WRS investigate reports of alleged food poisoning and other infectious diseases notified to us by Public Health England [PHE] or by individuals. The main purpose of any investigation is to control and prevent the spread of food borne illness and environmental infections.
If you think food you have eaten has made you ill, you will usually need to get this confirmed by your GP or, for some reports, an Environmental Health Officer will ask you to provide a faecal sample for testing.
Please be aware that we do not automatically investigate single complaints of illness. We will, however, record the information you provide so we can check for any links between complaints we receive. An investigation may take place if further reports of illness are received.
If an outbreak occurs (this means more than two people are ill connected to the same event or family), we will undertake a joint investigation with Public Health England.
Common causes of food related illness are salmonella spp and campylobacter. Illness can also be caused by staphylococcus aureus, clostridium perfringens, listeria and e-coli (STEC) infections. Onset times for illnesses can vary but typically it will be 24-72 hours. The most common symptoms are diarrhoea and/or vomiting.
For more information on infectious diseases and onset times visit: https://www.gov.uk/topic/health-protection/infectious-diseases
Food poisoning can be caused by:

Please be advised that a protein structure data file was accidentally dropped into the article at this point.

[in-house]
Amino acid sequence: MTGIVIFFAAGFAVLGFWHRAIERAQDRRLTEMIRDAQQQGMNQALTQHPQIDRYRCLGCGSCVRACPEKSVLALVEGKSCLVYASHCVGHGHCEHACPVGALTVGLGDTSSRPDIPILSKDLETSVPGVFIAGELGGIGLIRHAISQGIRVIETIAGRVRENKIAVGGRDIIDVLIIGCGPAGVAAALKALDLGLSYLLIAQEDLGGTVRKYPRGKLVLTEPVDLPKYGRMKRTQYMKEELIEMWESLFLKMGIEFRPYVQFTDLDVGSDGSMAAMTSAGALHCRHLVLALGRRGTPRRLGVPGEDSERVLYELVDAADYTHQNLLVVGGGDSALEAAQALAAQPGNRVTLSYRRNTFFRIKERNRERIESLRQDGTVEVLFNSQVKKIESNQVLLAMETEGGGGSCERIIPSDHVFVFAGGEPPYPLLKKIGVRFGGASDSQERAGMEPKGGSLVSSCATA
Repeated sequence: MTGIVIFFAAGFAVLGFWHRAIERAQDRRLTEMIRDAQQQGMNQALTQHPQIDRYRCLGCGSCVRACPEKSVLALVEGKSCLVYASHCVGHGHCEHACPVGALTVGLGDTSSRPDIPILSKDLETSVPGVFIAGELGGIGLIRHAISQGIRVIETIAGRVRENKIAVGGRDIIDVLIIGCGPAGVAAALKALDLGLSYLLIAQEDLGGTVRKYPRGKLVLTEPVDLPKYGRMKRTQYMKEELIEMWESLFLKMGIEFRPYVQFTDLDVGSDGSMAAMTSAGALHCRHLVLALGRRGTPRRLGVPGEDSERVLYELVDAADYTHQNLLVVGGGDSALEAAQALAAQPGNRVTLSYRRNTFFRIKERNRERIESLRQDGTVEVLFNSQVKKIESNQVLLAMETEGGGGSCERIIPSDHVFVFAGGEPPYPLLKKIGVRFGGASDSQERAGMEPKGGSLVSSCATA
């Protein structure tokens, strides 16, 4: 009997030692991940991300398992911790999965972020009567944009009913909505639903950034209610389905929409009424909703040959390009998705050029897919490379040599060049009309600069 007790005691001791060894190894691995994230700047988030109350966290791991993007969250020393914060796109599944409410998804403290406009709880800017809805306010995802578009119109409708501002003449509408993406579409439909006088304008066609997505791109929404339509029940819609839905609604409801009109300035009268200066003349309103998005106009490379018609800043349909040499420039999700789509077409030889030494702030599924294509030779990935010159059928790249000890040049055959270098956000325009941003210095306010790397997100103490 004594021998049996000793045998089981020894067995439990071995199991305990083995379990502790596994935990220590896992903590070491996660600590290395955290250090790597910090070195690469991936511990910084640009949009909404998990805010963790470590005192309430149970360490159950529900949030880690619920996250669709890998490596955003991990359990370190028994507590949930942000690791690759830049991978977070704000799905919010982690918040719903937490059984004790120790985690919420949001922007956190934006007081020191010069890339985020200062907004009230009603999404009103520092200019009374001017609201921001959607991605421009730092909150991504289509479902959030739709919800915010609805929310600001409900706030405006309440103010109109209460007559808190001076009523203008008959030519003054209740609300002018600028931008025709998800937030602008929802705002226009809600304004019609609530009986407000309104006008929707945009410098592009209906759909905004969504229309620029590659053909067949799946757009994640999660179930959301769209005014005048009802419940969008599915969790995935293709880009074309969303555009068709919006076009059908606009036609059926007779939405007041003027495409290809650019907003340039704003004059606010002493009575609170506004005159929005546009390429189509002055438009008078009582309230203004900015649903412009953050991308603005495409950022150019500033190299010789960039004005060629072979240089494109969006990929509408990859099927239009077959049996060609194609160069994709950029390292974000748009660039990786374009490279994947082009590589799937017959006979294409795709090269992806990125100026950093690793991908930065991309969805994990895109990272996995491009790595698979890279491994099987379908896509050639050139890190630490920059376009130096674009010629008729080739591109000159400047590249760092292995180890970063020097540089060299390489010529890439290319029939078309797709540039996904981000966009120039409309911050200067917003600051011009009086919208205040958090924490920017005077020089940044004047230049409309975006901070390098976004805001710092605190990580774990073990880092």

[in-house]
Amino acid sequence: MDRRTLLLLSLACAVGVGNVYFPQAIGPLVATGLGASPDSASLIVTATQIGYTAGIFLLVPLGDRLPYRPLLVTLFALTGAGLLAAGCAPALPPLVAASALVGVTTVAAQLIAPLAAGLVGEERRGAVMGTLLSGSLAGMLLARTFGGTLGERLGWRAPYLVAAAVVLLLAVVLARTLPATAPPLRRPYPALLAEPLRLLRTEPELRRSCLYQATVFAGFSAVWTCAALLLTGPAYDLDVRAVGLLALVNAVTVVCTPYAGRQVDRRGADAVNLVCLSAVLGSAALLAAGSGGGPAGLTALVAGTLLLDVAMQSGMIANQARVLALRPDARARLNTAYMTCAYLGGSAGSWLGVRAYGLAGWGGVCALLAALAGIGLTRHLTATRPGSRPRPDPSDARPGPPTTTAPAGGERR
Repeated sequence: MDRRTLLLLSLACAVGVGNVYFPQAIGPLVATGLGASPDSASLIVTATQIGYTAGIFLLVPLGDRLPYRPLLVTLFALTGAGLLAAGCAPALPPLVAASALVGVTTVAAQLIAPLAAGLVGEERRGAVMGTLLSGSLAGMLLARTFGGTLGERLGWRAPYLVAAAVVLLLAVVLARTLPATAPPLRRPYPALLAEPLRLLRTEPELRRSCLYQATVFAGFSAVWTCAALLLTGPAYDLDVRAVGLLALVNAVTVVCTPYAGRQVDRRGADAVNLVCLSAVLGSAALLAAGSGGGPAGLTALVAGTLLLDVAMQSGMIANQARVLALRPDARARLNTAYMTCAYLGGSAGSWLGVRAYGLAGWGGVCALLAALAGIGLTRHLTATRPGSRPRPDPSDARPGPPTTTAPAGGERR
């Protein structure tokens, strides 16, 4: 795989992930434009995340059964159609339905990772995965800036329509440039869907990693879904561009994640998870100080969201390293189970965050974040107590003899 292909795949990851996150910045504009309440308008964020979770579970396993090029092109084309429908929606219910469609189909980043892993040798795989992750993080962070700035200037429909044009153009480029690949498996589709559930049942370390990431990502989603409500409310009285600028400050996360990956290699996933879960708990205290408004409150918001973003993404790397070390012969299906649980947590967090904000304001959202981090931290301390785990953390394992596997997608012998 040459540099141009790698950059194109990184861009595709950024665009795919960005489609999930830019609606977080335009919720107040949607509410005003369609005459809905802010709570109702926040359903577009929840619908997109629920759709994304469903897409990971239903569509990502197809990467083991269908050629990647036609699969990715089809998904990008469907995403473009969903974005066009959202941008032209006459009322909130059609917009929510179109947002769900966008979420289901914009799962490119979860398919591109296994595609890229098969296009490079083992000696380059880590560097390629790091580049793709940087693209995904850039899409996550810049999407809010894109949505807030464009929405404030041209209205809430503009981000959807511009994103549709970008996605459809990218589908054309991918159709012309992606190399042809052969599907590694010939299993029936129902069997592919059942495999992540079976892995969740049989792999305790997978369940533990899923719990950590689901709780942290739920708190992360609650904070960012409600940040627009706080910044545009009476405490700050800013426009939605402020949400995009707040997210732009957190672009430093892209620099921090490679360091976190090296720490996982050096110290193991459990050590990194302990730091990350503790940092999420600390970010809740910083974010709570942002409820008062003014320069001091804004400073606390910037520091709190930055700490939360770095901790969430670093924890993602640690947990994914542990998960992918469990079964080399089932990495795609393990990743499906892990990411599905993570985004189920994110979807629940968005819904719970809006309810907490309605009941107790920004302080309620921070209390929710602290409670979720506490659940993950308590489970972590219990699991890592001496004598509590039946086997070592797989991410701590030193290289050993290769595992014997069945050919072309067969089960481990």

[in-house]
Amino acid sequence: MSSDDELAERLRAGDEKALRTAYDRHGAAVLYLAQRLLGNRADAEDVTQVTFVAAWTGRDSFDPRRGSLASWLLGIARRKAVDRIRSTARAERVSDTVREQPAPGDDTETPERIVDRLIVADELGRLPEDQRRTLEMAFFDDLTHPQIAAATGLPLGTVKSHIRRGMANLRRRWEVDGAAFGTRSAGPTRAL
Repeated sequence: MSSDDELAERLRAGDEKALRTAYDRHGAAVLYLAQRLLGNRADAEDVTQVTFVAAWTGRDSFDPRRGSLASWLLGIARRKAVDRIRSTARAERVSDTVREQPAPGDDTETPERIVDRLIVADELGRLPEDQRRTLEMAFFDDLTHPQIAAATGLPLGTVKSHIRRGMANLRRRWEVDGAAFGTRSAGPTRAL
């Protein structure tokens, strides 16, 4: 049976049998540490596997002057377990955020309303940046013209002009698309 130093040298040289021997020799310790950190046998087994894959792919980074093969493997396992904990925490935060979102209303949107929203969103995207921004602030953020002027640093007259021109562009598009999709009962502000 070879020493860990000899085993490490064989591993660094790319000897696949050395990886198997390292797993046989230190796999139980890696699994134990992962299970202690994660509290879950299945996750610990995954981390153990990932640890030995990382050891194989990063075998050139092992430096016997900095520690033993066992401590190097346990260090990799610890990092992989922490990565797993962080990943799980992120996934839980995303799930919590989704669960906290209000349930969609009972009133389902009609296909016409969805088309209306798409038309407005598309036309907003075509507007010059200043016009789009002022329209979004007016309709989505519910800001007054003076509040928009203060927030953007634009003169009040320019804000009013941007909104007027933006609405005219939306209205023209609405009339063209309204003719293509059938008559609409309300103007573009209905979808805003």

Another common cause of gastroenteritis is viruses, eg. norovirus which is easily spread and is often the cause of outbreaks of illness in group settings eg. weddings, on cruise ships, in care. Onset is typically 24 hours or less. Good personal hygiene, especially hand washing, will help prevent this infection. You can avoid passing on infection by good hygiene practices, including thoroughly washing hands with soap and hot water after using the toilet and especially before preparing food for others, sanitising surfaces, handles, etc and not sharing towels.
It may not be the last thing you ate that made you ill. It may not be food related.
You will be asked about your food history and other activities for up to two weeks to help try and trace the source of your illness. All data collected in questionnaires is passed on to the PHE National Laboratory at Colindale where it is analysed to check for nationally linked outbreaks.
If you work with food or in a care setting and are suffering from a gastric illness or in close contact with someone else who is, then you should advise your employer and stay away from work until you are symptom free for 48 hours.
Young children who are ill should not attend not attend school or nursery until they are free of symptoms for 48 hours.
ENVIRONMENTAL HEALTH OFFICERS HAVE THE POWERS TO STOP YOU WORKING OR CHILDREN ATTENDING SCHOOL AND MAY ADVISE YOUR EMPLOYER OF YOUR ILLNESS
If no food poisoning bacteria are found in your sample then your symptoms will be associated with another source or medical condition.
If your sample results show that you have food poisoning and your food history links this to a specific food business, we will investigate further.
If you have contacted your illness from premises outside Worcestershire, we will liaise with the relevant local authority on your behalf.
Many cases of food poisoning are caused by unsafe food preparation or storage. Avoid food poisoning at home by thorough cleaning (using sanitisers), separating raw and cooked food, proper cooking and chilling. Consuming raw (unpasteurised) milk can also cause illness.
WRS also undertakes investigations into illnesses which may be environmentally linked, eg. e coli, legionella, shigella, typhoid. Any investigation will be similar to that for foodborne illness.
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Worcestershire Regulatory Services
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